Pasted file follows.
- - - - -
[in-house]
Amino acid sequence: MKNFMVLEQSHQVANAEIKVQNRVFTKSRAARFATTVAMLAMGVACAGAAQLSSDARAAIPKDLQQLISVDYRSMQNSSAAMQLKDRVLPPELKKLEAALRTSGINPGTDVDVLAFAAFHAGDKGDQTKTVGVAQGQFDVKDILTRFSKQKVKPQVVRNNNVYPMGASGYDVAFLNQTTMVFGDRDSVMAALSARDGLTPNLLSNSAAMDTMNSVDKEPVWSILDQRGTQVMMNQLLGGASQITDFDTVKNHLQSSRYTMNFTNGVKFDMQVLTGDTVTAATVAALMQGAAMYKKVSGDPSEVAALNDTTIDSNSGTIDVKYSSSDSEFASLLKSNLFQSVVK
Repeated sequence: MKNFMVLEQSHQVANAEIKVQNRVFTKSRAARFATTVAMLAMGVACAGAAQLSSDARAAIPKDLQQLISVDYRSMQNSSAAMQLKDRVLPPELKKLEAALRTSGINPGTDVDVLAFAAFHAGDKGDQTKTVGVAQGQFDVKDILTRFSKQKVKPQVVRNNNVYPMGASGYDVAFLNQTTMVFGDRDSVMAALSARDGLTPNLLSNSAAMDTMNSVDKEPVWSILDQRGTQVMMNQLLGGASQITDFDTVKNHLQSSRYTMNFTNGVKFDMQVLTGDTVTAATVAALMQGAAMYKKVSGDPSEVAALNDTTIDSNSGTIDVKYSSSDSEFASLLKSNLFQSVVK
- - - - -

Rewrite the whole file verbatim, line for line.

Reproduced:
[in-house]
Amino acid sequence: MKNFMVLEQSHQVANAEIKVQNRVFTKSRAARFATTVAMLAMGVACAGAAQLSSDARAAIPKDLQQLISVDYRSMQNSSAAMQLKDRVLPPELKKLEAALRTSGINPGTDVDVLAFAAFHAGDKGDQTKTVGVAQGQFDVKDILTRFSKQKVKPQVVRNNNVYPMGASGYDVAFLNQTTMVFGDRDSVMAALSARDGLTPNLLSNSAAMDTMNSVDKEPVWSILDQRGTQVMMNQLLGGASQITDFDTVKNHLQSSRYTMNFTNGVKFDMQVLTGDTVTAATVAALMQGAAMYKKVSGDPSEVAALNDTTIDSNSGTIDVKYSSSDSEFASLLKSNLFQSVVK
Repeated sequence: MKNFMVLEQSHQVANAEIKVQNRVFTKSRAARFATTVAMLAMGVACAGAAQLSSDARAAIPKDLQQLISVDYRSMQNSSAAMQLKDRVLPPELKKLEAALRTSGINPGTDVDVLAFAAFHAGDKGDQTKTVGVAQGQFDVKDILTRFSKQKVKPQVVRNNNVYPMGASGYDVAFLNQTTMVFGDRDSVMAALSARDGLTPNLLSNSAAMDTMNSVDKEPVWSILDQRGTQVMMNQLLGGASQITDFDTVKNHLQSSRYTMNFTNGVKFDMQVLTGDTVTAATVAALMQGAAMYKKVSGDPSEVAALNDTTIDSNSGTIDVKYSSSDSEFASLLKSNLFQSVVK